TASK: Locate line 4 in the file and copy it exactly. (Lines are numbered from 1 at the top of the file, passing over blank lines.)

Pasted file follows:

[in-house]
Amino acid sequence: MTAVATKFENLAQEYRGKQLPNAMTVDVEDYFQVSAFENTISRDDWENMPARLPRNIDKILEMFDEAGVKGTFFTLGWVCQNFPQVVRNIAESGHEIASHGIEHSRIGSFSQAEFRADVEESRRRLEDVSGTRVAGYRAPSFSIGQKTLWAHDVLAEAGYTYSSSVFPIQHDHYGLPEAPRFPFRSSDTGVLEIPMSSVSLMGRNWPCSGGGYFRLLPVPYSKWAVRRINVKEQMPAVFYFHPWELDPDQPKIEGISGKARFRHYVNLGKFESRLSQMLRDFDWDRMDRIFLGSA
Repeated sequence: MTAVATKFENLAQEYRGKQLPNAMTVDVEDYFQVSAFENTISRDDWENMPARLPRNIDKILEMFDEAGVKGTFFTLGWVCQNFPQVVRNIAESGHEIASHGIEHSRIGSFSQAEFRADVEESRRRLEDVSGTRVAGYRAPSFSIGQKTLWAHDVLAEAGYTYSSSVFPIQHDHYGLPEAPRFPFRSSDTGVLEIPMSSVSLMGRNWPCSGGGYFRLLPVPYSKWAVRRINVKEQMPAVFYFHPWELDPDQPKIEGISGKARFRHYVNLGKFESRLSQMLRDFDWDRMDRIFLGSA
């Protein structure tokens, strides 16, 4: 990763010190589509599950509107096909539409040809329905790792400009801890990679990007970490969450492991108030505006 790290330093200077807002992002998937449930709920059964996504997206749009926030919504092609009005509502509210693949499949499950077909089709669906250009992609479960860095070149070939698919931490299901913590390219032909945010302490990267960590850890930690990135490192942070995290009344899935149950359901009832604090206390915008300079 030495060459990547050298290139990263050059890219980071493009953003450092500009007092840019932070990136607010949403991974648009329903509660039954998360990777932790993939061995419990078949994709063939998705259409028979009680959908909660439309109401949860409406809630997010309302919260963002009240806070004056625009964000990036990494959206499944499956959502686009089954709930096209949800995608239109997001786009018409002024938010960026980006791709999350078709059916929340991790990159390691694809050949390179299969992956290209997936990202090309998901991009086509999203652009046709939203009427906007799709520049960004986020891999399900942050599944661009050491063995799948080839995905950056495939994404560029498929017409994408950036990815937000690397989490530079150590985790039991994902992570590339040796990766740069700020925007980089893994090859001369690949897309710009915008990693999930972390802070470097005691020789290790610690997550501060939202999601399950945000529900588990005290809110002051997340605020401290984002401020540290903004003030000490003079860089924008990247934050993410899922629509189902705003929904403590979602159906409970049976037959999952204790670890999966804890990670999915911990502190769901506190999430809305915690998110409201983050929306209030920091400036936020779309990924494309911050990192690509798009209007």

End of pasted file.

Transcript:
């Protein structure tokens, strides 16, 4: 990763010190589509599950509107096909539409040809329905790792400009801890990679990007970490969450492991108030505006 790290330093200077807002992002998937449930709920059964996504997206749009926030919504092609009005509502509210693949499949499950077909089709669906250009992609479960860095070149070939698919931490299901913590390219032909945010302490990267960590850890930690990135490192942070995290009344899935149950359901009832604090206390915008300079 030495060459990547050298290139990263050059890219980071493009953003450092500009007092840019932070990136607010949403991974648009329903509660039954998360990777932790993939061995419990078949994709063939998705259409028979009680959908909660439309109401949860409406809630997010309302919260963002009240806070004056625009964000990036990494959206499944499956959502686009089954709930096209949800995608239109997001786009018409002024938010960026980006791709999350078709059916929340991790990159390691694809050949390179299969992956290209997936990202090309998901991009086509999203652009046709939203009427906007799709520049960004986020891999399900942050599944661009050491063995799948080839995905950056495939994404560029498929017409994408950036990815937000690397989490530079150590985790039991994902992570590339040796990766740069700020925007980089893994090859001369690949897309710009915008990693999930972390802070470097005691020789290790610690997550501060939202999601399950945000529900588990005290809110002051997340605020401290984002401020540290903004003030000490003079860089924008990247934050993410899922629509189902705003929904403590979602159906409970049976037959999952204790670890999966804890990670999915911990502190769901506190999430809305915690998110409201983050929306209030920091400036936020779309990924494309911050990192690509798009209007």